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Report: Housing Costs Can Shut Door to College for Older Students

College can be costly up front, especially for older students, but degrees can better shield folks during recessions. (digitalskillet1/Adobe Stock)
College can be costly up front, especially for older students, but degrees can better shield folks during recessions. (digitalskillet1/Adobe Stock)
August 20, 2020

PORTLAND, Ore. -- For older students, housing costs can send the price of college through the roof.

A new study from the Georgetown Center on Poverty and Inequality finds costs beyond tuition are two-and-a-half times larger than tuition at four-year institutions and four times larger at two-year institutions.

Housing makes up at least a third of those costs.

Patrick Crane, director of community colleges and workforce development for the Oregon Higher Education Coordinating Commission, said adult students usually are working and caring for dependents, meaning degree programs can take twice as long to finish.

"Because housing costs are a bigger proportion of the total cost of attendance than tuition and fees, it ends up costing them more to complete a college degree than a student who is able to attend full time," Crane said.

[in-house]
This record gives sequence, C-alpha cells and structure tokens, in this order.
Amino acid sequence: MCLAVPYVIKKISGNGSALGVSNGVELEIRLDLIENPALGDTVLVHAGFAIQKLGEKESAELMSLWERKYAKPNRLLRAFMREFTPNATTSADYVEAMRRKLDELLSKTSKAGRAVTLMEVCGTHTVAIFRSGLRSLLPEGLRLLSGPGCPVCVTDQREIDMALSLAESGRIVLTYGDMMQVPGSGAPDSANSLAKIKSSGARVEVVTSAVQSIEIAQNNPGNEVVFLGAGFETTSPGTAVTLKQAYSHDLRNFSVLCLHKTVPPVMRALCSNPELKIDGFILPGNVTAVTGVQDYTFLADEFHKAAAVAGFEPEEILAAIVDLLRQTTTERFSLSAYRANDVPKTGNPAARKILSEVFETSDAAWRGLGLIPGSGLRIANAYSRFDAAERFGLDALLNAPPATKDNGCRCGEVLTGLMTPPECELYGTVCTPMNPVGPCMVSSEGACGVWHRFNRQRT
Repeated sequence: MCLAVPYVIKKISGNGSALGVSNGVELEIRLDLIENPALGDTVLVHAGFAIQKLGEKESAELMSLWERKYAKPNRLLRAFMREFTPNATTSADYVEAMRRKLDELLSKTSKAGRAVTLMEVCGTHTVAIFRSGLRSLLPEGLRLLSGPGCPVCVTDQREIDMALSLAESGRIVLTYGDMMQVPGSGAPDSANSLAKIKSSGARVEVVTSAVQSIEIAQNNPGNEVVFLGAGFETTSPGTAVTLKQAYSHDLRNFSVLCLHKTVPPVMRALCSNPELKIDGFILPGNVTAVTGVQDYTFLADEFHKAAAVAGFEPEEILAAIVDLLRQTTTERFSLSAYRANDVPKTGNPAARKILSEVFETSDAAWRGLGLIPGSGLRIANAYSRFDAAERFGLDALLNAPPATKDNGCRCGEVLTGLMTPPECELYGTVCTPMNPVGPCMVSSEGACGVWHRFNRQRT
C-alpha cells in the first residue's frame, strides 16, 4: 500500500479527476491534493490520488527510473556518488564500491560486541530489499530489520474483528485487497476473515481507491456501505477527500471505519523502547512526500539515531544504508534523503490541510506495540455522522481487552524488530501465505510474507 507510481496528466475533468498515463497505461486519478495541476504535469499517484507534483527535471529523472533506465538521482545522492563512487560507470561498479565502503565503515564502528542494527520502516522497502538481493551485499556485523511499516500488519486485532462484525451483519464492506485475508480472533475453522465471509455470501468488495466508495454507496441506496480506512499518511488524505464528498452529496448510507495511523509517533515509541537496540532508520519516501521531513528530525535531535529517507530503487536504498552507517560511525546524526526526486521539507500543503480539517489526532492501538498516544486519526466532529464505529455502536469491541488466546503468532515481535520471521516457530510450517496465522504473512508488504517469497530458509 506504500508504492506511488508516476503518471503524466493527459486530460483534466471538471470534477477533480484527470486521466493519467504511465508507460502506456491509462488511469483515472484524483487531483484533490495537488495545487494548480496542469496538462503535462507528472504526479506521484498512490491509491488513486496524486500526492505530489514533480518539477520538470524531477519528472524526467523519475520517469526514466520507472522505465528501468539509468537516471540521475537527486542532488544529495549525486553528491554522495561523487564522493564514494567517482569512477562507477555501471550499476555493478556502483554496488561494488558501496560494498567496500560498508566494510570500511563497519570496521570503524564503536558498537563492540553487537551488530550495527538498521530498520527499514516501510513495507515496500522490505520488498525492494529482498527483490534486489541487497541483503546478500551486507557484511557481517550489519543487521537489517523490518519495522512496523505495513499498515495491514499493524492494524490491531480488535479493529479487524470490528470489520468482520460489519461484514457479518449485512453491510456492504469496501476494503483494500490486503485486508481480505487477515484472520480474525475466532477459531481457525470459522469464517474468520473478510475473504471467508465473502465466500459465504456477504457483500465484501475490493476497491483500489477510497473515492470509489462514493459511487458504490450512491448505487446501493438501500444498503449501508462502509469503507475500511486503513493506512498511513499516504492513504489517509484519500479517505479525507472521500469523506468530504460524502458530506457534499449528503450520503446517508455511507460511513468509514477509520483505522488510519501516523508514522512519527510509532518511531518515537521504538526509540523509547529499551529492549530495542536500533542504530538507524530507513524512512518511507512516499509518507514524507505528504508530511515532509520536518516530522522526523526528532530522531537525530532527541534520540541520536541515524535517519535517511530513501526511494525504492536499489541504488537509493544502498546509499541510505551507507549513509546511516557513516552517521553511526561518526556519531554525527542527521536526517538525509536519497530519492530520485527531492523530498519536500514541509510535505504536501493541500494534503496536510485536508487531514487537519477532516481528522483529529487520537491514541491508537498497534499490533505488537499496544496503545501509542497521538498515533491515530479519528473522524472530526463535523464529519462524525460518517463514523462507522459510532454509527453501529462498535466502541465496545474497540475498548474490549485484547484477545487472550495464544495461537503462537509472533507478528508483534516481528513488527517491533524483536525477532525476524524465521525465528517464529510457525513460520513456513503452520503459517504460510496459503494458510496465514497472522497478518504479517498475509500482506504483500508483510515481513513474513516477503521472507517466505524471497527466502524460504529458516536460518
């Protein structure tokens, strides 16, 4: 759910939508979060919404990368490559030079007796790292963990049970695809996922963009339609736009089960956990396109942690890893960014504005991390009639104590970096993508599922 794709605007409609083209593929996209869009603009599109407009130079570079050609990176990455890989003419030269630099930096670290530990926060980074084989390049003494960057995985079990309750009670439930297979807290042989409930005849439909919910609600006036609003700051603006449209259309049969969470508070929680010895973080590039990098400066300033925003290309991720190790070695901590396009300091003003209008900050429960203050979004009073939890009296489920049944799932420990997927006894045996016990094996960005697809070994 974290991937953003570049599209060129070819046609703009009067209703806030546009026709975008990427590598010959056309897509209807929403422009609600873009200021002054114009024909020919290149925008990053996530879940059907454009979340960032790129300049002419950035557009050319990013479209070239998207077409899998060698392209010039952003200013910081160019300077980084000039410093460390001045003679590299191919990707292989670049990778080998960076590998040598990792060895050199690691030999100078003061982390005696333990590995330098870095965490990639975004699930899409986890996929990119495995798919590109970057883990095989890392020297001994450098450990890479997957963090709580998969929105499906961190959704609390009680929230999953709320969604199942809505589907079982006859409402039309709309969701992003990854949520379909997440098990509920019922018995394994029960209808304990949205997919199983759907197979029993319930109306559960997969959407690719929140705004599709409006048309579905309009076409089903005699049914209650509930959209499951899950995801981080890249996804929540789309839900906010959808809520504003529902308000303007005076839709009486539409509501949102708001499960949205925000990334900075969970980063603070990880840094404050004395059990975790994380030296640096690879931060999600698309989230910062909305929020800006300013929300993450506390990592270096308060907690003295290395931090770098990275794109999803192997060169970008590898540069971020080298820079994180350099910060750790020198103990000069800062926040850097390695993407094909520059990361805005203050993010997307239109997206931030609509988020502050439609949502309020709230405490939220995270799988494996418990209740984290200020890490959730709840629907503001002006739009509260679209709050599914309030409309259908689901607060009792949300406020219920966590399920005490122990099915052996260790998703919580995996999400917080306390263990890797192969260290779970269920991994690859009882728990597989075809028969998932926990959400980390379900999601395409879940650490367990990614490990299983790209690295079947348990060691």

The Georgetown study found housing costs are so burdensome they push some older students to the brink.

Nearly 18% of students ages 25 to 45 experience or are at risk of homelessness, compared with about 4% of younger students.

Crane said the extra costs associated with college aren't always apparent when students are enrolling. The federal government requires higher education institutions to have a net price calculator on their website, but he said there's more work to be done.

"Transparency about cost of attendance is absolutely essential for any student to make an informed decision about what it will cost them to attend higher education," Crane said.

Crane explained Oregon offers need-based financial aid through opportunity grants, but unfortunately it is not enough to cover the full cost of attending college.

He said some cost-effective alternatives to associate's or bachelor's degrees are short-term degree and certificate programs.

Crane added while college can come at high upfront costs, it pays dividends on the other side. For instance, people with degrees have been less vulnerable to the pandemic-related recession.

"The higher the level of your degree, the lower rate of unemployment that you were likely to have, in addition to the higher earnings," Crane said.

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Support for this reporting was provided by Lumina Foundation.

Eric Tegethoff, Public News Service - OR